At this point, applicants typically respond with arguments as to why the patent examiner is wrong and why their invention is eligible for a patent. Once the patent examiner receive the applicant’s response, the patent examiner will evaluate the claims to determine whether the applicant has overcome the challenges or objections.

The patent examiner will make a determination as to whether the applicant has overcome the claims or whether the arguments were insufficient to overcome the objections. The patent examiner may then allow the claims or issue a final rejection.

How Do You Respond to an Office Action?

Responses to an office action vary from one office action to another. An office action can require different types of responses from the inventor. For example, an office action may address the drawings attached to your patent application, it may object to the format of your patent application, or it may reject your patent on grounds that the subject matter of your patent is not novel (new).

The USPTO requires that an applicant’s invention be completely novel, meaning no one must have ever invented or published a similar invention. When determining novelty, an inventor must have performed a thorough patent search that revealed no inventions that are the same as their invention. So, how much time do you have to respond to an office action? We will discuss this below.

How Much Time Do you Have to Respond to an Office Action?

The USPTO usually gives applicants 2 to 3 months to respond to an office action, however, the amount of time you’re given depends on the type of office action you receive. In some circumstances, you may only have a month to reply, so always check the reply-by date that’s written on your letter. If for some reason the letter does not give you a time-frame to reply, you can always contact the USPTO and request clarification.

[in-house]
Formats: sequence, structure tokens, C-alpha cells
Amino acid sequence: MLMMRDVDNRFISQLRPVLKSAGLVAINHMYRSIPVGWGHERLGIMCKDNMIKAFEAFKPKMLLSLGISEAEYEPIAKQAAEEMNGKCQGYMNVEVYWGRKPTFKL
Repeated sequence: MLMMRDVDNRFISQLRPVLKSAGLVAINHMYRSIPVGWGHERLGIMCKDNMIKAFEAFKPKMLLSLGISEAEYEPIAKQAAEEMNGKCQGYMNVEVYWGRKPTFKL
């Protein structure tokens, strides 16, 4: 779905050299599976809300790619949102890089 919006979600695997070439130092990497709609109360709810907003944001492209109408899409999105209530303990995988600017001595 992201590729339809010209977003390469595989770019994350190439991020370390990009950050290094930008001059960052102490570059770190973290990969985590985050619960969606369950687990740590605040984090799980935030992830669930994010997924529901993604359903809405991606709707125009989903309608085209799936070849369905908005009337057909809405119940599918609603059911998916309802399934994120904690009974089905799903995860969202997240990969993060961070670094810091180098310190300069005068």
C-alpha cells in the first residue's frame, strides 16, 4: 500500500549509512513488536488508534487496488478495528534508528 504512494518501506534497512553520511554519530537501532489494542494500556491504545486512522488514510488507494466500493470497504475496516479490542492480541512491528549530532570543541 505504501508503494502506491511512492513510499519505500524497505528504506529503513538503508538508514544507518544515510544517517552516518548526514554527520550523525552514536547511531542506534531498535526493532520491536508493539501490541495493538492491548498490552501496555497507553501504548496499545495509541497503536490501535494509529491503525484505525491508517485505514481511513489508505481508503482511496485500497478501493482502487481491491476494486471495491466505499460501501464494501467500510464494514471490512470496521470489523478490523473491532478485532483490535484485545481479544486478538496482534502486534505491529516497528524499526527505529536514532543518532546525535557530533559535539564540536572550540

Most Common Reasons for Office Actions

Here are some of the most common reasons for patent office actions:

  • Obviousness. Rejection based on obviousness is the most common reason for rejection, making up 30% of all rejections by the patent office. 35 U.S.C 103 states that a claim may be rejected if the differences between the claims and prior art would have been obvious before the filing date of the patent application. Office actions based on obviousness are the most difficult to overcome because it’s a subjective consideration that varies from one person to another.

  • Non-patentable Subject Matter. Many rejections by the patent office are made on the grounds that the subject matter to be patented is not eligible for patenting. Usually, to overcome this type of rejection, the applicant will have to amend his claims by showing a specific application for his invention.

  • Publication. The second most common reason for rejection is publication of the matter to be patented more than one year before filing the patent application. Rejection for publications accounts for more than 12% of all rejections by the patent office.

  • Failing to Distinctly Claim the Invention. 12% of rejections by the patent office are based on failure of the claims to distinctly claim the invention under 35 U.S.C 112(b)

  • Submitting Multiple Distinct Inventions. The patent office regularly rejects patent applications that have multiple, distinct inventions using one patent application. The patent office asks applicants to limit their patent application to cover only one invention. Applicants can respond to this type of office action by choosing to go forward with the claims that relate to one invention.

What is a Final Office Action?

A final office action is usually issued by a patent examiner when a patent applicant’s response to a prior office action fails to address or overcome the issues that the patent examiner brought up in the prior office action.

The first office action that is issued by the patent examiner is almost always non-final, giving the applicant an opportunity to reply and convince the patent examiner that his invention is indeed patentable.